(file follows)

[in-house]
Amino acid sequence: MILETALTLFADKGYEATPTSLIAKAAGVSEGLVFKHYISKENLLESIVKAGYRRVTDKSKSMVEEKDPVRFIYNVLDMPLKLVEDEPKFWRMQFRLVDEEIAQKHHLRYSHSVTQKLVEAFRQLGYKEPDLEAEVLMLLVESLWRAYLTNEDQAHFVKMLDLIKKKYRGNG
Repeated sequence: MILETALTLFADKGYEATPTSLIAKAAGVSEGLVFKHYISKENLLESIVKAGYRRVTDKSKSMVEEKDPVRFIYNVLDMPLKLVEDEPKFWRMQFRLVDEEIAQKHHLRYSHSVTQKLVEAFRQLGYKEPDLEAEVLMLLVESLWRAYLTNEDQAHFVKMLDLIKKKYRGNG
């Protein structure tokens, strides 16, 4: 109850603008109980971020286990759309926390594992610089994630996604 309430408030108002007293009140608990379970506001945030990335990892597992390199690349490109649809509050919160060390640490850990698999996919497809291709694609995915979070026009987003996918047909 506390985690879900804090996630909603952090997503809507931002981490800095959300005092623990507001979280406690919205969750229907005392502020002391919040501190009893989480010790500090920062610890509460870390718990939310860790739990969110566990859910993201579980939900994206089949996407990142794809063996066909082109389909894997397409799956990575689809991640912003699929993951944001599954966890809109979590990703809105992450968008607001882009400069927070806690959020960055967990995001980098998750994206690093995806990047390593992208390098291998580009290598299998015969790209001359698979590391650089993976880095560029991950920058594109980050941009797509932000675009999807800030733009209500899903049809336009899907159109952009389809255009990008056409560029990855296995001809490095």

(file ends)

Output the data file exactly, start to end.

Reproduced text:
[in-house]
Amino acid sequence: MILETALTLFADKGYEATPTSLIAKAAGVSEGLVFKHYISKENLLESIVKAGYRRVTDKSKSMVEEKDPVRFIYNVLDMPLKLVEDEPKFWRMQFRLVDEEIAQKHHLRYSHSVTQKLVEAFRQLGYKEPDLEAEVLMLLVESLWRAYLTNEDQAHFVKMLDLIKKKYRGNG
Repeated sequence: MILETALTLFADKGYEATPTSLIAKAAGVSEGLVFKHYISKENLLESIVKAGYRRVTDKSKSMVEEKDPVRFIYNVLDMPLKLVEDEPKFWRMQFRLVDEEIAQKHHLRYSHSVTQKLVEAFRQLGYKEPDLEAEVLMLLVESLWRAYLTNEDQAHFVKMLDLIKKKYRGNG
């Protein structure tokens, strides 16, 4: 109850603008109980971020286990759309926390594992610089994630996604 309430408030108002007293009140608990379970506001945030990335990892597992390199690349490109649809509050919160060390640490850990698999996919497809291709694609995915979070026009987003996918047909 506390985690879900804090996630909603952090997503809507931002981490800095959300005092623990507001979280406690919205969750229907005392502020002391919040501190009893989480010790500090920062610890509460870390718990939310860790739990969110566990859910993201579980939900994206089949996407990142794809063996066909082109389909894997397409799956990575689809991640912003699929993951944001599954966890809109979590990703809105992450968008607001882009400069927070806690959020960055967990995001980098998750994206690093995806990047390593992208390098291998580009290598299998015969790209001359698979590391650089993976880095560029991950920058594109980050941009797509932000675009999807800030733009209500899903049809336009899907159109952009389809255009990008056409560029990855296995001809490095």